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Monday, November 23, 2009

"Judge tosses stunt-driving charge as unconstitutional"

Interesting. Very interesting.

Justice Peter West, a provincial court judge in Newmarket, found that a potential penalty of up to six months in jail violates the Charter of Rights because the law does not permit an accused any defence.


An absolute liability offence means someone may not argue they took precautions and did not realize how fast they were driving. More than 20 years ago the Supreme Court of Canada stated that potential jail terms for offences that do not permit a defence breaches the Charter.

In other words, the law comes perilously close to making police officers judge, jury and executioner. Note the corruption of the language. The law was marketed as going after street racers, but it's real intention is targeting high end speeders. An interesting figures is that 10,000 drivers have been charged with "stunt driving." If driving 50 km/h over the limit is so dangerous, why do so many do it? If 10,000 have been caught, how many do so on a regular basis undetected? Where, then, is the mass carnage? How many people actually die, or are injured, each year because of those driving at such speeds? 

Saying one is too many is an evasive answer. Road fatalities could be virtually eliminated tomorrow if cars were banned from going faster than 40 km/h. Speed limits are not about some platonic conception of safety, but cost vs. benefits. It should be noted that the overwhelming majority of European countries have highway speed limits in the 120 km/h to 130 km/h range. A friend of mine visited China this summer. Aside from designated areas - where photo radar stations are clearly visible - the police pay little attention to speeding, the average cruising speed being about 130 km/h. Ontario's 400 series highways were designed nearly half a century ago for speeds of about 130 km/h. That was in an age without anti-lock brakes, air bags, seat belts and modern tire technology. 

In other words, how much is this law, and speeding laws in general, based on genuine public policy concerns? How much is this law based on making the McGuinty government look tough on something - a hard thing for the Dalt to do - and lining the pockets of municipal governments? The point isn't that reckless speeding isn't dangerous, and that there should no be laws against it - the roads being publicly owned, there is little alternative - but that the laws are drafted with things other than public safety in mind.

While the Ontario government hunts down speeders, owners of pit bulls and other such threats to the general peace, Caledonia remains occupied. Far easier to target ordinary Ontarians going about their way, rather than those who might fight back. Governments, like water, follow the path of least resistance.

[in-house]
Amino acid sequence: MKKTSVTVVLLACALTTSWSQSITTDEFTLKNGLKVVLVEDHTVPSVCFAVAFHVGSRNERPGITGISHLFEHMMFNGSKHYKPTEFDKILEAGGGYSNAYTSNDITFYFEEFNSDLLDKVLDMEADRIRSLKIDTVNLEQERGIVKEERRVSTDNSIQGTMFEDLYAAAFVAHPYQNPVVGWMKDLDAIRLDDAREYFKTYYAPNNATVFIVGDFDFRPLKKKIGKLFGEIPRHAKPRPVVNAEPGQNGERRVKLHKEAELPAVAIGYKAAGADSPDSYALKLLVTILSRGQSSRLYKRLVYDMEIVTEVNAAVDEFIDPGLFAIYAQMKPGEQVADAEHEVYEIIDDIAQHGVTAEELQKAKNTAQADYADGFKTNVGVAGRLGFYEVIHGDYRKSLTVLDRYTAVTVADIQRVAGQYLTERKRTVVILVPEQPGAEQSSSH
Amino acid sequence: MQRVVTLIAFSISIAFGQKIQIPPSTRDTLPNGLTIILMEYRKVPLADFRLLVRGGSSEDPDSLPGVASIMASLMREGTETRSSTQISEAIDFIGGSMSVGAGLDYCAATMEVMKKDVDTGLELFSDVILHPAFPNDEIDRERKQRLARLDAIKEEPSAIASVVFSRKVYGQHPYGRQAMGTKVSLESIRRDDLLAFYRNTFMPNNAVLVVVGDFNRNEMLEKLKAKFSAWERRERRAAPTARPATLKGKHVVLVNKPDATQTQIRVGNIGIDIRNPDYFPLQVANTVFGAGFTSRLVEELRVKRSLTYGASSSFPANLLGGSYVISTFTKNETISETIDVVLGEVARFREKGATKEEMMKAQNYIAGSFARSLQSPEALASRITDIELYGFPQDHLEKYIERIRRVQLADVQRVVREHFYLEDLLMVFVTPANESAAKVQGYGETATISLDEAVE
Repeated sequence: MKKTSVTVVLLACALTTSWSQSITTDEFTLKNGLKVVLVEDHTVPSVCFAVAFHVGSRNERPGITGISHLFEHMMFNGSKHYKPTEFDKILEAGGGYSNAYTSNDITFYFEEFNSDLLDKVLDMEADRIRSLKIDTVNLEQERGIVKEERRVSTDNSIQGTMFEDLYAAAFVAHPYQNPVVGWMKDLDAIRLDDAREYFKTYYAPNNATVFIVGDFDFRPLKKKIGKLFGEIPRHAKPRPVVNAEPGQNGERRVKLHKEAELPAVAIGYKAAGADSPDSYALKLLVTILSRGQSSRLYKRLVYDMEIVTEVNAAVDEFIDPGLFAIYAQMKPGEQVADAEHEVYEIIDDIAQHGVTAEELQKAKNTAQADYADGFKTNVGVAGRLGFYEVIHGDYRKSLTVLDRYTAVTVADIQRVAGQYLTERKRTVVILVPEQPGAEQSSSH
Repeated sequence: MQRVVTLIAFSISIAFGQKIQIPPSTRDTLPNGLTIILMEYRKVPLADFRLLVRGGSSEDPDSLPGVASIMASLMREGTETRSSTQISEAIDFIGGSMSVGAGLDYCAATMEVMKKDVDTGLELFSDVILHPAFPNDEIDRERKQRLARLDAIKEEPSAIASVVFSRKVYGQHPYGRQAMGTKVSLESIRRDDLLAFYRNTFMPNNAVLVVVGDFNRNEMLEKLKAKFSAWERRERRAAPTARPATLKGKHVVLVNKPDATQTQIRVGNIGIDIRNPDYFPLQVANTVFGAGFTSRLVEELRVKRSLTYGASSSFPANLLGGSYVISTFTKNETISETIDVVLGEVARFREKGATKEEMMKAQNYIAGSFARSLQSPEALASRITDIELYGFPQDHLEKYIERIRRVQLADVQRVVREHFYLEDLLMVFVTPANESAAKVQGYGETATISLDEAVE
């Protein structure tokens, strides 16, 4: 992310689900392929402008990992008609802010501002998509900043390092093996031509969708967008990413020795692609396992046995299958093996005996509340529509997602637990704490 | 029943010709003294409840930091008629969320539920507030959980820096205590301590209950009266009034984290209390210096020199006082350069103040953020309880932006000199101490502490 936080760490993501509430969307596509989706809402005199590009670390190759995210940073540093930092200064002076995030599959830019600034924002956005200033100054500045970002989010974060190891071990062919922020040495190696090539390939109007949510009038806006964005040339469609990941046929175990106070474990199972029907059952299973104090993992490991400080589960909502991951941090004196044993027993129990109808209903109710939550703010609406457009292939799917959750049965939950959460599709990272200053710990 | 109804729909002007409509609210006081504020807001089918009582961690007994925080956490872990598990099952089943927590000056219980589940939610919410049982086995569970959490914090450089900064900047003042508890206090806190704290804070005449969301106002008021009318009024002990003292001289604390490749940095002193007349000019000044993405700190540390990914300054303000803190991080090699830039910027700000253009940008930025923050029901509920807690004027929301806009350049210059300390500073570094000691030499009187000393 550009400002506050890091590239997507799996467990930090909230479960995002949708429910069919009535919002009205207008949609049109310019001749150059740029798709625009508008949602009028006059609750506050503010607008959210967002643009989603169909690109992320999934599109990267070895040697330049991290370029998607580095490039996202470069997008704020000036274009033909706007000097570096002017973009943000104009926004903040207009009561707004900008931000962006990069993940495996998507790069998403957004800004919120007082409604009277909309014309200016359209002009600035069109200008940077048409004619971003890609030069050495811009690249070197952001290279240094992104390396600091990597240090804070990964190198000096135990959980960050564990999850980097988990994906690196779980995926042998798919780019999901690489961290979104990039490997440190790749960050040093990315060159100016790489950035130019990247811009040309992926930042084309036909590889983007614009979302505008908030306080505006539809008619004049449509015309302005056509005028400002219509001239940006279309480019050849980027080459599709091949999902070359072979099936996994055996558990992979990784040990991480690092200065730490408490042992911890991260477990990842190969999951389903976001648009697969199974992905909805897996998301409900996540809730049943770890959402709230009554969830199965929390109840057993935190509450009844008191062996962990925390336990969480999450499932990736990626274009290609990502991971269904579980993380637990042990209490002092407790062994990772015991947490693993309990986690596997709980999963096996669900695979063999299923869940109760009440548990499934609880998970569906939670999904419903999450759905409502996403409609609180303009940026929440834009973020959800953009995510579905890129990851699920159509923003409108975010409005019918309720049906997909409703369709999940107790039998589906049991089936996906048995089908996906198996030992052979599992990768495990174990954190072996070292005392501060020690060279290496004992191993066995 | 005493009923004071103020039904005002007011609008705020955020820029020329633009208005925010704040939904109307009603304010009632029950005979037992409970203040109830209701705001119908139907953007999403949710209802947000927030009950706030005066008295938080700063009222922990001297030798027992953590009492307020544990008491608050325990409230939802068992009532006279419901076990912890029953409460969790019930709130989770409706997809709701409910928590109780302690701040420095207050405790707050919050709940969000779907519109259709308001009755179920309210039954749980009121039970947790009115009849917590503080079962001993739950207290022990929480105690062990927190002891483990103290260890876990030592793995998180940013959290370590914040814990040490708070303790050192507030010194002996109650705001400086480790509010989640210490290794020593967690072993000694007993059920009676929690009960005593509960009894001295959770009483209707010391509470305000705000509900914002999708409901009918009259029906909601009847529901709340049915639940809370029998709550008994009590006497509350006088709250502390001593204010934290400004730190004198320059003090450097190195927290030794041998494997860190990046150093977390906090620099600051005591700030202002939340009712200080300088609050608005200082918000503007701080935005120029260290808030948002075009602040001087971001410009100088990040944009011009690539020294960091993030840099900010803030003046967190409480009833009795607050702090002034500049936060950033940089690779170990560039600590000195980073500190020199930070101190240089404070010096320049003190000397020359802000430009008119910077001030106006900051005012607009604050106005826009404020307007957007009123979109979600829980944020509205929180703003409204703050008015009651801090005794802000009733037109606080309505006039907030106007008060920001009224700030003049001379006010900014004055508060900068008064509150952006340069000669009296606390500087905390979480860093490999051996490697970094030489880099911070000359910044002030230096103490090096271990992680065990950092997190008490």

Posted by Richard Anderson on November 23, 2009 | Permalink


“Governments, like water, follow the path of least resistance.”

That's exactly why Canadian firearms owners keep getting pushed around. In general, they're lazy, passive, disorganized, self-centered, introverted and offer an easy “target”; I'd know, I am one.

Before anyone goes about declaring I'm wrong or being unfair, and ranting about how they just contacted their MP last week (which they probably did not, though I actually did) perhaps they should just consider themselves excluded from the “in general” part of that.

Posted by: Pete | 2009-11-23 5:09:35 PM

Pete, I must agree as unpleasant as the truth may be. I would however probably labelled it complacency.

Posted by: Alain | 2009-11-23 5:41:27 PM

PUBLIUS, I agree.

Pete, governemnts are counting on people being complacent. The cost to us of a new tax might be $100 per year. The cost to fight it might be thousands. So most of us do nothing.

Posted by: TM | 2009-11-23 7:54:39 PM

Exactly right TM. The cost to the individual is too high versus his benefit. This is the case for any type of lobbying where the benefit is worth the cost of the lobbyist but not for the person being expropriated.

Posted by: Charles | 2009-11-24 5:44:50 AM

In the case of traffic tickets, considering insurance costs, it does make sense to fight back, even with a low chance of success. Only a very small proportion of people issued tickets fight them. If even half of all drivers went to court and trial, the system would be overwhelmed. It would at least make governments think twice about the current system.

Rather than using the HTA as a revenue generating scheme, they could focus on getting dangerous drivers off the road. The current system is poor deterrent and fails to remove the dangerous from the roads. Far better to let dangerous drivers keep racking up tickets rather than pulling them off the roads.

Posted by: Publius | 2009-11-24 7:25:53 AM

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